I wanted to try this very simple sauce and see for myself if something with such few ingredients and such a simple cooking method really could be as good as Carb Lover and others have said. You were all right! I wasn't able to use all fresh tomatoes, so I used a combo of canned Italian plums and a few fresh plum tomatoes from my garden. I don't have a food mill, so I quickly whirled them in the food processor and put them in the saute pan. Added the butter (only about 4 T.), the onion cut in half, a pinch of salt, and a very small pinch of sugar, since I thought the canned tomatoes were a bit more asidic than I'd like. Simmered uncovered for 45 min. Tossed angle hair pasta with sauce, grated pecorino,( which I prefer over Reggiano,) 1 more T. of butter,fresh ground pepper and garnished with shaved pecorino. Simply devine. Deep, wonderful flavor and something that can be made with everything I have on hand in my pantry. I'm anxious to pass this simple, deligthful sauce recipe on to my daughters since it's certainly easy enough for them to add to their menus.

                                    1. re: jackie de

                                      Thanks for reporting back; I'm glad that you liked it.

                                      I've been wanting to make the spinach and ricotta gnocchi as well as crespelle w/ spinach and prosciutto, but spinach isn't so hot right now. For those who have made those recipes, what other green might be suitable? Maybe mache? I have no idea...I could just wait til this spinach thing blows over and I can get my hands on some.

                                      1. re: Carb Lover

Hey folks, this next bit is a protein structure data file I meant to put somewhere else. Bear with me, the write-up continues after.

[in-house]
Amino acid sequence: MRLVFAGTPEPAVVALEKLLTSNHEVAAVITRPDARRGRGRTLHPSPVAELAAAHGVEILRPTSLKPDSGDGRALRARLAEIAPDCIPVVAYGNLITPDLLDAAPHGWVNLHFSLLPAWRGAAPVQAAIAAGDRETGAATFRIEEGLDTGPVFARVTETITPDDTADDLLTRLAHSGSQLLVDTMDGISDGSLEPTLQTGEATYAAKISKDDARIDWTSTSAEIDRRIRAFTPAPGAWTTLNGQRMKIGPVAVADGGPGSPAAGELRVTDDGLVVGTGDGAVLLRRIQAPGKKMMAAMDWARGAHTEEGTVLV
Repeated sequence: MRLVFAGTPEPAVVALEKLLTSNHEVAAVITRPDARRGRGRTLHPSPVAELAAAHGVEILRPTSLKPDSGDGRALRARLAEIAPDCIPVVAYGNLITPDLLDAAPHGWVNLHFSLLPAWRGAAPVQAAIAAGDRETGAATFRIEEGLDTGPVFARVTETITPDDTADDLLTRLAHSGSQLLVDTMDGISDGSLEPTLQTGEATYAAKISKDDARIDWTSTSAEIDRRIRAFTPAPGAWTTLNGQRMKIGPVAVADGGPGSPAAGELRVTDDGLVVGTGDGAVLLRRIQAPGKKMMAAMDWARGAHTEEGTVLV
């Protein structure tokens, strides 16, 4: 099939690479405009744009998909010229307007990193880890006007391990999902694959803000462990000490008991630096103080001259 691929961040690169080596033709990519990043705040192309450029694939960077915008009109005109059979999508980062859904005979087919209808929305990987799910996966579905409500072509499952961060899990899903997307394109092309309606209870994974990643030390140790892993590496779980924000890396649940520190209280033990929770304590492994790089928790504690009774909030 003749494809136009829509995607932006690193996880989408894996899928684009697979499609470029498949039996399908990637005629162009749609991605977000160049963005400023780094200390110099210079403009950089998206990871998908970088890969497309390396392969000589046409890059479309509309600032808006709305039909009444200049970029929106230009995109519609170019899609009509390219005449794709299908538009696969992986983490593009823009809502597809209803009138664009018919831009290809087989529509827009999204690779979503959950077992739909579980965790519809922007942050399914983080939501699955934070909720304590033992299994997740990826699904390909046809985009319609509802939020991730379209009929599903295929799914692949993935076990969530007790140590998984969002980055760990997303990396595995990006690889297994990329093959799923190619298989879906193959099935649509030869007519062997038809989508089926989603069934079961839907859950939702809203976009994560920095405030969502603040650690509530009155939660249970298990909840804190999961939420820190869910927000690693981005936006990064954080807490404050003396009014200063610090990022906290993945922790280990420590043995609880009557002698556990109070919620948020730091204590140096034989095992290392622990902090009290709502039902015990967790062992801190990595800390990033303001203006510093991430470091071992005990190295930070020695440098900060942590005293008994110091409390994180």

I tried making gnocchi once at home, using (I think) the Marcella recipe. I have the feeling I may have used a melange of different recipes, and I'll openly admit, that may have been my problem. Regardless, I would have to say that my gnocchi were spectacularly average (at best). I now understand why it's so remarkable when gnocchi are as light as a cloud. This isn't really a comment on a Marcella recipe (apologies), but more a bit of a warning that I think gnocchi are really difficult to do well.

                                        1. re: Smokey

                                          I'm planning a long, long report on my potato gnocchi. I have to cook up the remainder of my batch which will be my third attempt at getting this right. Third time is a charm, right? I now also see why good gnocchi is so highly rated.

                                          1. re: cheryl_h

                                            Oooh, I look forward to your report! Maybe I'll try that recipe since it doesn't have spinach. The place where I work makes great, feather light gnocchi and it does NOT include egg. I'll be curious to hear about your path to gnocchi enlightenment.

                                            1. re: Carb Lover

                                              Lack of egg is the key to light gnocchi.

                                        2. re: Carb Lover

                                          That recipe for spinach and ricotta gnocchi is one of the
                                          few places where frozen spinach gives an identical result.
                                          Thawed frozen may actually be better; I'm guessing it's because
                                          of the consistent moisture content. The freshness of the
                                          ricotta is much more important to the silkiness and lightness
                                          of the final result.
                                          in the

                                          1. re: condiment